Andy Nairn: the ten luckiest moments in advertising history

Lucky Generals co-founder Andy Nairn has just launched a new book called Go Luck Yourself: 40 ways to stack the odds in your brand’s favour. Here, he picks out 10 of the luckiest moments in advertising history and explains the lessons behind them.

KFC – It’s finger lickin’ good

This line has been brilliantly repurposed by Mother recently, to make it Covid-compliant. But it began life by accident, in the 1950s. A viewer had complained about someone licking their fingers in the background of a commercial. So the fast food firm turned it into a positive. It’s a great example of how quick thinking can change an unlucky narrative for the better.

Absolut – Bottle

TBWA’s Geoff Hayes came up with the longest-running print campaign in history – in his bathtub. His eureka moment came in response to a very restrictive brief that demanded a focus on the bottle. The 1500 executions that followed show that limitations can be lucky.

Audi – Vorsprung durch Technik

John Hegarty stumbled on the now-famous slogan, during a factory trip to Ingolstadt. Lesser mortals would have walked past the faded poster, in a foreign language, but the BBH chief dared to transplant it to the UK. Sometimes the writing can literally be on the wall – but you’ve got to have a prepared mind to spot it.

Apple – 1984

Perhaps the most famous ad of all time. And yet it almost didn’t run. Almost everyone on Apple’s Board hated it and even enquired about pulling it, the day before it aired. It took a passionate presentation by the team from Chiat (including a bravura performance from my old boss MT Rainey) and the personal support of Steve Jobs, to win the day. Powerful proof that great ideas need determined sponsors.

Tango – Slap

The infamous orange man started off as some mucking about between Trevor Robinson and his partner Al Young. The HHCL duo filmed themselves slapping each other in a public park and found it hilarious. Others might have stopped there and moved onto something more grown up, but luckily the pair saw its anarchic potential as a metaphor for taste intensity. As David Ogilvy once said: “The best ideas come as jokes”.

Guinness – Surfer

AMV’s 1999 epic was partly inspired by an 1893 painting by Walter Crane, called “Neptune’s Horses”. It just goes to show that visiting an art gallery can sometimes be more useful than another hour at your desk.

Marmite – You either love it or hate it

Sometimes advertising history can turn on something as trivial as a team’s feelings for yeasty spreads. In this case, Richard Flintham loved Marmite while Andy McLeod hated it. It’s a tiny reminder of a much bigger truth that creative serendipity thrives on diversity and personal interaction.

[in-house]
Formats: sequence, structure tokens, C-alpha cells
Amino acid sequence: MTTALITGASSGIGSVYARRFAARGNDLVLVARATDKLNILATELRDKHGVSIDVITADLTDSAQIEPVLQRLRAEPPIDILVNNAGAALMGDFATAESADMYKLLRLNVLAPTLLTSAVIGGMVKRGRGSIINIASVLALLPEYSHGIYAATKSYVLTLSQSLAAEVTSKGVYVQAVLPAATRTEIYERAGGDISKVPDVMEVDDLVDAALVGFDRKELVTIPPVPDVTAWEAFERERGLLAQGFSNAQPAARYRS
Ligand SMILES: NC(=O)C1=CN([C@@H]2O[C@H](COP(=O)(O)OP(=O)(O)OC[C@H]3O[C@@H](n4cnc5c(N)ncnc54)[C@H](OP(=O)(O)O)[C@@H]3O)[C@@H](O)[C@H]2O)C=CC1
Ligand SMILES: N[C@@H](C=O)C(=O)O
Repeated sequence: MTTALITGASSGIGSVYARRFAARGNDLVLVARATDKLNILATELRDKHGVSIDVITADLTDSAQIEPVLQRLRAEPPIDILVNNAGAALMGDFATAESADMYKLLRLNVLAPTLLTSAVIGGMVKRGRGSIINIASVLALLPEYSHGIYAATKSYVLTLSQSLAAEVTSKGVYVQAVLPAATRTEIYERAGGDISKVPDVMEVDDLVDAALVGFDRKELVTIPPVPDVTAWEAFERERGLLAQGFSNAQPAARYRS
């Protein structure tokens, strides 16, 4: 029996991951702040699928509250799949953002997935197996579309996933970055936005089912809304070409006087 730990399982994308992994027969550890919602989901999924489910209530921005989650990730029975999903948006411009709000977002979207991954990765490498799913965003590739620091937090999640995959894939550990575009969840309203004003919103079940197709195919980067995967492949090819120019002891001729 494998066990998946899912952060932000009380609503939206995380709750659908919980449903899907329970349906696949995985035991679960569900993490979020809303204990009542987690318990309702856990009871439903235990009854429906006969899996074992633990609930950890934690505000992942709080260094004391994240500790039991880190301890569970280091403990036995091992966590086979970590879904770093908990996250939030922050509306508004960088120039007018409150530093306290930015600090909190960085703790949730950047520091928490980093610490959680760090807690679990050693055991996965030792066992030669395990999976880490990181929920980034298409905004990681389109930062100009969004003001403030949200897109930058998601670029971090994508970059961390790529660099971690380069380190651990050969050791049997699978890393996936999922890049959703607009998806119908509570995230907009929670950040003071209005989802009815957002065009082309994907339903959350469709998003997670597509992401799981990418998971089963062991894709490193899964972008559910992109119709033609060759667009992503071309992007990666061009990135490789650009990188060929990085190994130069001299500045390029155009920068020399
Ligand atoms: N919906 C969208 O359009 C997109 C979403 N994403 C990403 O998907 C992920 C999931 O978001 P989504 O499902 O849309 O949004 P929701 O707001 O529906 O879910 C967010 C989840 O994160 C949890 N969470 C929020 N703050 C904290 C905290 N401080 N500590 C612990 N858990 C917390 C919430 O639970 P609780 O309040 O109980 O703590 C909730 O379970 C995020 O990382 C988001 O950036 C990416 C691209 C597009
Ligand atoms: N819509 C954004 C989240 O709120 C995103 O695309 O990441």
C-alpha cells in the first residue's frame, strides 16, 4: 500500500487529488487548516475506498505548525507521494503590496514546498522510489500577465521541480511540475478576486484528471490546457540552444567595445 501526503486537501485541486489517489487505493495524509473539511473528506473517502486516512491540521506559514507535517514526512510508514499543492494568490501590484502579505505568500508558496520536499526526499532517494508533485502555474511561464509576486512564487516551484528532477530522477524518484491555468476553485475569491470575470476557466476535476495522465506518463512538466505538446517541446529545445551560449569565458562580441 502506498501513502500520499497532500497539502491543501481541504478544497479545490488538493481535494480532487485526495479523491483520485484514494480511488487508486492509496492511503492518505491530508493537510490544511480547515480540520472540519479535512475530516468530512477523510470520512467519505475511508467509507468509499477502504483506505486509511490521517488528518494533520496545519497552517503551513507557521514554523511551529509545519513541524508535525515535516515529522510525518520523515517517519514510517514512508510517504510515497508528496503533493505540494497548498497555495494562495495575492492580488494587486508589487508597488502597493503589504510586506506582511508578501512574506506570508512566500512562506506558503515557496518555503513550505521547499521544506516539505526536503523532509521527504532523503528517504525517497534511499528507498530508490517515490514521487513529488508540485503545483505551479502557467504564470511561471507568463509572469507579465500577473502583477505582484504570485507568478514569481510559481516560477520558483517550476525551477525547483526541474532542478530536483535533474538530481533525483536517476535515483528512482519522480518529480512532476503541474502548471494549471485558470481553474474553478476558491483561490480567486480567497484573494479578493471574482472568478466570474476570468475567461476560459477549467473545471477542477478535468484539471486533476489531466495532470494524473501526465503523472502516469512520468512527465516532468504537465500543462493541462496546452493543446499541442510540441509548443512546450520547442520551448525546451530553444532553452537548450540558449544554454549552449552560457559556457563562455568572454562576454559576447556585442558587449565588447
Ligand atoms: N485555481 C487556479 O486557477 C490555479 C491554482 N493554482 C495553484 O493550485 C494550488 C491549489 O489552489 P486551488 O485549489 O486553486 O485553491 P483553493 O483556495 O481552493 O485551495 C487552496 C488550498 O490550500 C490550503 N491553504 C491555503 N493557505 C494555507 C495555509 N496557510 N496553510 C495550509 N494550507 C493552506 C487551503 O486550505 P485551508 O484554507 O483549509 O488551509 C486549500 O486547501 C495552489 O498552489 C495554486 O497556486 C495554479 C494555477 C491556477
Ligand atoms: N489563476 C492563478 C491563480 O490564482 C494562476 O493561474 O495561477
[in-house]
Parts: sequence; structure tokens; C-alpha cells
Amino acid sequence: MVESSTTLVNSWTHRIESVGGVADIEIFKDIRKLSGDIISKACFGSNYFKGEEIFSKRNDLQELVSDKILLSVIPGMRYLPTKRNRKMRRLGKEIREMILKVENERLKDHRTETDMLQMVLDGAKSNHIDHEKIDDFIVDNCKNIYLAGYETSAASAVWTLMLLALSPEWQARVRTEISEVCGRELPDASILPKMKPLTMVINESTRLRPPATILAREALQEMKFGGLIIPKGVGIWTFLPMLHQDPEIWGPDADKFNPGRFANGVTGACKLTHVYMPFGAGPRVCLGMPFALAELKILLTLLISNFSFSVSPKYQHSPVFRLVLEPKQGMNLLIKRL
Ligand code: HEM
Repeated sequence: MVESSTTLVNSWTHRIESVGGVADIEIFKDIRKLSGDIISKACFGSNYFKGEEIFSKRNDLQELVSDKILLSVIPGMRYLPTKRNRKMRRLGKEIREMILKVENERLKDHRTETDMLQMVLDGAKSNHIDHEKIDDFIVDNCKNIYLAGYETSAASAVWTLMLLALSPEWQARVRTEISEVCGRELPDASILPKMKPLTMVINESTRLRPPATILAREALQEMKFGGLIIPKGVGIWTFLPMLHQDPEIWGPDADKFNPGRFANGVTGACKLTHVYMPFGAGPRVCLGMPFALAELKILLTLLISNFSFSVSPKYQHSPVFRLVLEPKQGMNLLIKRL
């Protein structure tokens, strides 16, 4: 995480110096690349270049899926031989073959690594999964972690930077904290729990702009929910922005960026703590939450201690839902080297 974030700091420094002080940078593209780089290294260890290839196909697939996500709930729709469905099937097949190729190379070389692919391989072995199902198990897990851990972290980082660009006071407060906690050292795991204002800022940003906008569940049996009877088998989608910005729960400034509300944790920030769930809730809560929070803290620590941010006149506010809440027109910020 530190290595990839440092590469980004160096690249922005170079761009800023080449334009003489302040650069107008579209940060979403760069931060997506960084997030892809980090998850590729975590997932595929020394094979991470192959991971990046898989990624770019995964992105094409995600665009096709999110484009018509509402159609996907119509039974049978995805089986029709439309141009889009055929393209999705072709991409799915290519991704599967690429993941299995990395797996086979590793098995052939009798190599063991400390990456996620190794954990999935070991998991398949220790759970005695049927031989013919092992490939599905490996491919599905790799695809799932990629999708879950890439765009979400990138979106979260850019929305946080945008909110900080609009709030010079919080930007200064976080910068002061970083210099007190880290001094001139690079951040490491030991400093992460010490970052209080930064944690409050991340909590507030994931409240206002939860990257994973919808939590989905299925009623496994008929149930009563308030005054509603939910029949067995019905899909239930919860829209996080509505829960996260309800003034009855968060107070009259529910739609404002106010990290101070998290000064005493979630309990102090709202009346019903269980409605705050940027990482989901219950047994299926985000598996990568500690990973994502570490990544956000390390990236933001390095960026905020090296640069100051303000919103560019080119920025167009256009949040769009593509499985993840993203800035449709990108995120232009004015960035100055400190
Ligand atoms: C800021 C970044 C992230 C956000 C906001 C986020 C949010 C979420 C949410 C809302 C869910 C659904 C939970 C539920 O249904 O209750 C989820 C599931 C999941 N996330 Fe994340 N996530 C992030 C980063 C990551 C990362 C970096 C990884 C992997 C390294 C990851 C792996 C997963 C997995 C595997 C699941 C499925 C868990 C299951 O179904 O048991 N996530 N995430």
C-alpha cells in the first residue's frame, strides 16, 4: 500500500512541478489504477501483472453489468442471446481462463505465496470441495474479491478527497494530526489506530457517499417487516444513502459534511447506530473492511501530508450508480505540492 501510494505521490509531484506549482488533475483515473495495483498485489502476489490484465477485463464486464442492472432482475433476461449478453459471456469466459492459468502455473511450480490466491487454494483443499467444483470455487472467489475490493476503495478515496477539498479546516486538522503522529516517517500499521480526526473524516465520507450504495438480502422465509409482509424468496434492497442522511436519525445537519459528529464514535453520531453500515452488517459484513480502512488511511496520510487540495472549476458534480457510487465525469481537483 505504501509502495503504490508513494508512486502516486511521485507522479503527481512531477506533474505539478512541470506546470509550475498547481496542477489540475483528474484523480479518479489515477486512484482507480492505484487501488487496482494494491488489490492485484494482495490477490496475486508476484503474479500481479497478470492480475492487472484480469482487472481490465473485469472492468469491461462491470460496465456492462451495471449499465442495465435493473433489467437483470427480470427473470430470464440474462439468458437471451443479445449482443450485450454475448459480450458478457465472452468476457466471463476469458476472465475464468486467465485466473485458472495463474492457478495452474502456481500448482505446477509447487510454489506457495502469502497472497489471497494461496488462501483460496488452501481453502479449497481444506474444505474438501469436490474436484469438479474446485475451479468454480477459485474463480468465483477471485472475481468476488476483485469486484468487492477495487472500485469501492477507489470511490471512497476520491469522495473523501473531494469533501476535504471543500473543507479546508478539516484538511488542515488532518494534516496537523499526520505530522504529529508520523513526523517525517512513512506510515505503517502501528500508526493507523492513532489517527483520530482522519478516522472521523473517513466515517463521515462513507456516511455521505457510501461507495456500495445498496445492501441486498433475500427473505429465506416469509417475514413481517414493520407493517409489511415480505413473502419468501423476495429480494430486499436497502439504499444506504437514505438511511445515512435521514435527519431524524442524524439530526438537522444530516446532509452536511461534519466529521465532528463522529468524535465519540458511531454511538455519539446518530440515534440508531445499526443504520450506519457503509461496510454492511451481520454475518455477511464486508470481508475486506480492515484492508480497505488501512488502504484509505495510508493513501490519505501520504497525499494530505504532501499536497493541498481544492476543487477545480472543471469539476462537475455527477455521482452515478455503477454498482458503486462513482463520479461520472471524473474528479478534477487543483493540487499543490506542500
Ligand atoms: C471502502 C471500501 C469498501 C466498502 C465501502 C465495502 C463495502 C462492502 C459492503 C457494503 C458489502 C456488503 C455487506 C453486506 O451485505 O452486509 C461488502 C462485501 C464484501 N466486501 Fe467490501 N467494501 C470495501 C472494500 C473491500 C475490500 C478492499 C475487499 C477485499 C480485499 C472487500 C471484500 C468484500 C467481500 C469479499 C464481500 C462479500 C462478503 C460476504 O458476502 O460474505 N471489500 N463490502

Cadbury – Gorilla

Fallon’s Juan Cabral came up with this idea while on the shoot for another commercial. It was only a coincidence that it fitted so well with a Cadbury’s brief that later came in. Traditionalists might say that this makes it guilty of post-rationalisation – but given its incredible success maybe we should be more encouraging of such lucky accidents?

Sport England – This girl can

This landmark campaign from 2015 is another great example of turning a negative into a positive. It was driven by a brilliant insight: that women are put off exercising by a fear of judgement. This deep-rooted anxiety was channelled into an inspirational campaign by FCB, typified by lines such as “Sweating like a pig, feeling like a fox.” And then Kim Gehrig added her very own sprinkle of magic to the story. Sometimes, a big barrier can also be a lucky break.

Burger King – Flame-grilled

Finally, the fact that “more Burger Kings have burned down since 1954 than any other fast-food restaurant” does not immediately scream “opportunity”. But David Miami scorched a path through the awards in 2017 by using this information to emphasise the chain’s authentic flame-grilling. Proof that even the worst misfortune can be turned into good fortune.

Go Luck Yourself by Andy Nairn is published by Harriman House. He will be donating all his royalties to Commercial Break, a social enterprise that helps working class youths get a lucky break into the media industry.

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